So, to return to my comparison with Shakira's 'She-Wolf', both texts present a dangerous and predatory female. In Shakira's song, this potential for violence is played out in a 'closet' fantasy; for Grendel's mother, it manifests in physical acts of revenge. Nevertheless, both attack the 'home' (be it domesticity or the mead hall) and the 'work-place' (whether the office or the comitatus). The smooth-running of the masculine world is disrupted by the intrusion of the She-Wolf: claws, teeth, sexuality, monstrosity, maternity, corporeality.

In the end, though, Shakira's She-Wolf leaves the closet. She writhes and fantasizes, but eventually comes home. At the close of the video, she returns to the clean white sheets of the marital bed and forgets her lycanthropy. Grendel's mother, on the other hand, is ultimately slain by Beowulf. Again, we see parallels. Both she-wolves are, eventually, 'put to bed'; they cease to threaten and are brought back into the hegemonic scheme of masculine control.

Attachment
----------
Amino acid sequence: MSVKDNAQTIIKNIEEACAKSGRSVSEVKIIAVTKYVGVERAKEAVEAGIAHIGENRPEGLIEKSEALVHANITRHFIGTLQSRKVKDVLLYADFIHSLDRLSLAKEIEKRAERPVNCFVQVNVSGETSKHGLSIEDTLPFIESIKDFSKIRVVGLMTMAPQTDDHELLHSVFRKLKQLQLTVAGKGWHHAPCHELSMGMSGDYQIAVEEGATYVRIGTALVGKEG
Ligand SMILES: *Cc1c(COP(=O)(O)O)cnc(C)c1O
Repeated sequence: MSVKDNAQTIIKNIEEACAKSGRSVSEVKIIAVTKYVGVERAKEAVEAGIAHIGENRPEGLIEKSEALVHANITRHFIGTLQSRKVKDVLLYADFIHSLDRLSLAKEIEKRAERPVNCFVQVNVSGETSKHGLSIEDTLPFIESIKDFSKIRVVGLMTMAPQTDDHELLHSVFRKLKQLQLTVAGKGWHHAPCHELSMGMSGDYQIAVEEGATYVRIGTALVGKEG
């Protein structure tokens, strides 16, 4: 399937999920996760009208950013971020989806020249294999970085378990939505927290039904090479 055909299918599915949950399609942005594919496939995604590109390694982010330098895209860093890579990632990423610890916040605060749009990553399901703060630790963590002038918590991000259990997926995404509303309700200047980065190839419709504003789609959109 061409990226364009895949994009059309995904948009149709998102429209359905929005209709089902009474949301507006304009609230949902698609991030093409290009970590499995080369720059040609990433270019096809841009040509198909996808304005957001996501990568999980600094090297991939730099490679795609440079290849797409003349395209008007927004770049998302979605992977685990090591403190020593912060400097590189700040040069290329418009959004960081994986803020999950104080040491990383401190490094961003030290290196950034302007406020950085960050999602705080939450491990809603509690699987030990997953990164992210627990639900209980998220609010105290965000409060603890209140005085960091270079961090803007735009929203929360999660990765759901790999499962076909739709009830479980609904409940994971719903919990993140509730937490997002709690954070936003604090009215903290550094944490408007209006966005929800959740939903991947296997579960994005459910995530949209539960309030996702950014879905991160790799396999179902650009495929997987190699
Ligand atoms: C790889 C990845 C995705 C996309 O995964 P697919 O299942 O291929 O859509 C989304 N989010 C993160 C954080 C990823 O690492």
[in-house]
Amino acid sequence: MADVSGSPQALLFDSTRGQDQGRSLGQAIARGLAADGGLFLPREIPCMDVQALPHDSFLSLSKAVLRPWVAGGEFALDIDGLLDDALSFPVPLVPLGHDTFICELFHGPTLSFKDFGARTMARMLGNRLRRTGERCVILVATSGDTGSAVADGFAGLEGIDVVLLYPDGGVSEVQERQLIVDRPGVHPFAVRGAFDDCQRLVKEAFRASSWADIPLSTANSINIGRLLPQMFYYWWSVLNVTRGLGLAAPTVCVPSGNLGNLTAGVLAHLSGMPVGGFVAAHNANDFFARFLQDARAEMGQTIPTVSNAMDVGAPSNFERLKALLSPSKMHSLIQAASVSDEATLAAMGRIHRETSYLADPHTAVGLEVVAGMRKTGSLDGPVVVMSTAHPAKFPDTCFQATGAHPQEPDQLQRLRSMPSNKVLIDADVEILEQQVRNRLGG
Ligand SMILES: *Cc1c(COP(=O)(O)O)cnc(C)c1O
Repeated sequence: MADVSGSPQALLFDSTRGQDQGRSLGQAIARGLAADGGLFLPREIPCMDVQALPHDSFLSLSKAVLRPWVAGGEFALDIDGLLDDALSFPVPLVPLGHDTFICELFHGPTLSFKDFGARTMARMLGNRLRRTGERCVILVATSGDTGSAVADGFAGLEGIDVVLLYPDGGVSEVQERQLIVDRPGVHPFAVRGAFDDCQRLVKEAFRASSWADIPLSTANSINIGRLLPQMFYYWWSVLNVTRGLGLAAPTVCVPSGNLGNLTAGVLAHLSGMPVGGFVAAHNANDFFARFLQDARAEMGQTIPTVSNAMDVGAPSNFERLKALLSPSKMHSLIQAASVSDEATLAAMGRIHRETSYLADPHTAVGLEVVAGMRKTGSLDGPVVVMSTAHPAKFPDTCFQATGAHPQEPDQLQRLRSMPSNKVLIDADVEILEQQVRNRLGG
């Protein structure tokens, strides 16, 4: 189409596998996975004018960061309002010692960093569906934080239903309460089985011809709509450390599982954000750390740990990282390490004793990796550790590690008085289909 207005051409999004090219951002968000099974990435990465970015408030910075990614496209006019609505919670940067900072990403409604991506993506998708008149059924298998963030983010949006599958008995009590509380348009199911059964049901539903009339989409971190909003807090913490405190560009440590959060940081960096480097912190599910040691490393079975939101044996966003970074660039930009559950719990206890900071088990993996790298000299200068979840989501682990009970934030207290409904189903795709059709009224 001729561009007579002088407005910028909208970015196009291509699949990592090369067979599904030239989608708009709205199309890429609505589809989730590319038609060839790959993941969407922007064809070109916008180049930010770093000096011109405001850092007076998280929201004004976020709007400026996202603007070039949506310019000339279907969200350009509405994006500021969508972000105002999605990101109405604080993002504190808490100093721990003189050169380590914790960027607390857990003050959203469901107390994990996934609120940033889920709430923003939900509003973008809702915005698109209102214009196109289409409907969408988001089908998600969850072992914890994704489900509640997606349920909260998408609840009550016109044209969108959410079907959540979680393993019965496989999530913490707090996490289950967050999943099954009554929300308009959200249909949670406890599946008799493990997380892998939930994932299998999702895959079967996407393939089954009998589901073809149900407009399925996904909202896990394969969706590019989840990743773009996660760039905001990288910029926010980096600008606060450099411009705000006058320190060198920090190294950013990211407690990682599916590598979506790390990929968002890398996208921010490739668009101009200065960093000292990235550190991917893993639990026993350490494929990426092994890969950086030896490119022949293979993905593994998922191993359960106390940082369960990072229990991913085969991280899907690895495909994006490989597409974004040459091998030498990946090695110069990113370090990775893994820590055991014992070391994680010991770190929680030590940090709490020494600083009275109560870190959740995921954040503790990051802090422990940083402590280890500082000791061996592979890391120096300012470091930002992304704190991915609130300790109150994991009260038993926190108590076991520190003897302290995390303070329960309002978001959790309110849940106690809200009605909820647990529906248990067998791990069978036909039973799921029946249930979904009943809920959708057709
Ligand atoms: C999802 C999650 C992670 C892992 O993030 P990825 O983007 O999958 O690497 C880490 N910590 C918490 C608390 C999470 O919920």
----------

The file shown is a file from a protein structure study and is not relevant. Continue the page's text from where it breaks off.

And yet, the transgressive potential of the lycanthropic woman remains. Beowulf's sword melts; Shakira's she-wolf gives a knowing full-moon-framed glance to the camera. Whatever opportunities are offered for feminine destruction of male-centred hegemonic structures are curtailed by the reinstating of the warrior's sword and the husband's bed - but these opportunities can not be truly forgotten.

One thousand year apart, and yet the She-Wolf of the Mere and the She-Wolf in the Closet bear striking similarities. Neither one fully delivers on her promise, but the threat to domesticity, the family and patriarchy is there. As Shakira says, the She-Wolf is 'coming out, coming out, coming out'. What does she does when she gets there still remains to be seen.

Quotes from Beowulf are taken from Michael Swanton's edition (Manchester University Press, 1997). Due to the limitations of, I've modernized orthography.

Monday, 10 January 2011

CFP: Before Man and God: Sin, Confession, Forgiveness and Redemption in the Anglo-Saxon World

Sixth Annual Postgraduate Conference
March 7-8, 2011
John Rylands Library, Deansgate
University of Manchester

Before Man and God